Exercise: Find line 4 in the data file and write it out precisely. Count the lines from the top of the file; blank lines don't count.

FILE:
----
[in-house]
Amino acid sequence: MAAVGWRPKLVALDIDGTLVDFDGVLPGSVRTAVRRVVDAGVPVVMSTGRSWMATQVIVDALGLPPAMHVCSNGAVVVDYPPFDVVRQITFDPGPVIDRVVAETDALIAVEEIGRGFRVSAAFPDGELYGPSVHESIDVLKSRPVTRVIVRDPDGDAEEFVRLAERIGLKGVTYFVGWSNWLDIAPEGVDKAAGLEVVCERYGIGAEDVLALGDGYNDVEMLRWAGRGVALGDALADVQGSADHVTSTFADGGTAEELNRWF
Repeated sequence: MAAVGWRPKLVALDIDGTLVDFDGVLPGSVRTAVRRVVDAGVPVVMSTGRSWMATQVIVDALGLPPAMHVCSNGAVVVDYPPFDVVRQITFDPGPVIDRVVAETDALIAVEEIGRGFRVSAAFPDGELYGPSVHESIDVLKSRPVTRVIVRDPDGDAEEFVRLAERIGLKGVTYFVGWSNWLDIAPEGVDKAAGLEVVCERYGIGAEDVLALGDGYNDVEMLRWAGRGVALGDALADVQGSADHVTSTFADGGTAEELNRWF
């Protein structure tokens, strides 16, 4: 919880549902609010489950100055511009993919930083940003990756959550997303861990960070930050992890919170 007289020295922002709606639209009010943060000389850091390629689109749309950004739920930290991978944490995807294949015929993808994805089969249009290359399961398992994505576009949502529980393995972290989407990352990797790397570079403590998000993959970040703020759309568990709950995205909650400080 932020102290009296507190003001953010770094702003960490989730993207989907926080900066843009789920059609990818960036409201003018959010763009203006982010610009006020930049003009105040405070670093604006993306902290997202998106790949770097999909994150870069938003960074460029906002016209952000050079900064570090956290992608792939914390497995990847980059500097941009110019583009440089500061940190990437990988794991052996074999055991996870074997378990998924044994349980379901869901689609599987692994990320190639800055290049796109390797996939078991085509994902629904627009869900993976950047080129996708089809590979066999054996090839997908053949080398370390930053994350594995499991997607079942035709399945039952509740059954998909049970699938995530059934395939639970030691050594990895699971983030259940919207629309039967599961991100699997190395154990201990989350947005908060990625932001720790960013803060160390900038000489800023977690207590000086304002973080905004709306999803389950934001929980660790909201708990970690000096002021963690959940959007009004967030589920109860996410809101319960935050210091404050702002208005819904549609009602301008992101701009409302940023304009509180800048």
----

């Protein structure tokens, strides 16, 4: 919880549902609010489950100055511009993919930083940003990756959550997303861990960070930050992890919170 007289020295922002709606639209009010943060000389850091390629689109749309950004739920930290991978944490995807294949015929993808994805089969249009290359399961398992994505576009949502529980393995972290989407990352990797790397570079403590998000993959970040703020759309568990709950995205909650400080 932020102290009296507190003001953010770094702003960490989730993207989907926080900066843009789920059609990818960036409201003018959010763009203006982010610009006020930049003009105040405070670093604006993306902290997202998106790949770097999909994150870069938003960074460029906002016209952000050079900064570090956290992608792939914390497995990847980059500097941009110019583009440089500061940190990437990988794991052996074999055991996870074997378990998924044994349980379901869901689609599987692994990320190639800055290049796109390797996939078991085509994902629904627009869900993976950047080129996708089809590979066999054996090839997908053949080398370390930053994350594995499991997607079942035709399945039952509740059954998909049970699938995530059934395939639970030691050594990895699971983030259940919207629309039967599961991100699997190395154990201990989350947005908060990625932001720790960013803060160390900038000489800023977690207590000086304002973080905004709306999803389950934001929980660790909201708990970690000096002021963690959940959007009004967030589920109860996410809101319960935050210091404050702002208005819904549609009602301008992101701009409302940023304009509180800048």